A reader writes:
Torie Bosch writes that "if that isn’t a demonstration that a wedding is for everyone else but the couple, I don’t know what is." Maybe I'm way out of the mainstream on this, but why is this such a surprise? Of course your wedding isn't about you. By getting married, you're bringing together two families who barely know each other, and your wedding is the big event when they all (not just the parents) get to meet, and when the realisation that they're now all collectively invested in your marriage really hits home. The big frilly dress is a distraction.
Of course weddings are for the guests, and not the couple. They're like funerals, which we don't hold for the benefit of the deceased. We hold both weddings and funerals to make statements about what we value before the community we value – communion, in short.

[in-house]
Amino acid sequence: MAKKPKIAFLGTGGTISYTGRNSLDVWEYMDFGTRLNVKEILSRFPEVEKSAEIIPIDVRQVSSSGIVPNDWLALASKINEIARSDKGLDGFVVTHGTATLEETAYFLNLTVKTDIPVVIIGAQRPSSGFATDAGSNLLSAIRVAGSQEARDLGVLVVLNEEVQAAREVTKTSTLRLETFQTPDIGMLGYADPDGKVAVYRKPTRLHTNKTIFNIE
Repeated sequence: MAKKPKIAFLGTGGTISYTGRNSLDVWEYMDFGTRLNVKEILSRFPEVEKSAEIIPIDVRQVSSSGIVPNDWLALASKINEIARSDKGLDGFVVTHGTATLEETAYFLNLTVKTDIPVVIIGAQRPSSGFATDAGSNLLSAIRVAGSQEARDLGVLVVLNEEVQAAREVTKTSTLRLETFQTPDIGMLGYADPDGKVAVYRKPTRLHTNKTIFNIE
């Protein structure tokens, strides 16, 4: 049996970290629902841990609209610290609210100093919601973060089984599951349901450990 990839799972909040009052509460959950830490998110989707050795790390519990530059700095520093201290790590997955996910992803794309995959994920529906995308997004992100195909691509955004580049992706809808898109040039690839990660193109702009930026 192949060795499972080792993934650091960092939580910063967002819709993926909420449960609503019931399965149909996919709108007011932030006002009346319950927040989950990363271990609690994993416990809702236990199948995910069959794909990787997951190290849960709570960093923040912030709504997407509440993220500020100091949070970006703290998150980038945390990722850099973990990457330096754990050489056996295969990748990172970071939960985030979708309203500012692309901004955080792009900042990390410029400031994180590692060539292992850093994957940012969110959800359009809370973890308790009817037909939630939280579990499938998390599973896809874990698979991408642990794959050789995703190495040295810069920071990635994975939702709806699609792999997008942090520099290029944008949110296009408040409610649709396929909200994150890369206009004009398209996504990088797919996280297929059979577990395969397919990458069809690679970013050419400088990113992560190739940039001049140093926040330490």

A wedding is to avow in public that you've made your choice and you plan to stick with it. Eloping, while convenient, doesn't carry that same public commitment. And yes, I know that families have unpleasant members. I have a few in mine. But still, to stand before G-d and everyone and say, "This one, and no other" is the point of the wedding – and more importantly, the point of the marriage.
By making our wedding a larger event than just the two of us, all of our guests had a vested interest in our success as a married couple. That may be deeper than what many who were there enjoying themselves with drinks and dancing thought about, but I certainly reflect on it, and any time in my marriage when things have been rocky, I think about all of those people who were and are here to support this marriage. Because they shared in that day and witnessed it, I feel obligated to them to make this marriage work, and know that I can reach out to so many of them when we need support. It is surely true that those who elope have great support systems too, but for me, having it made obvious and official that day gave my wedding day an even deeper meaning.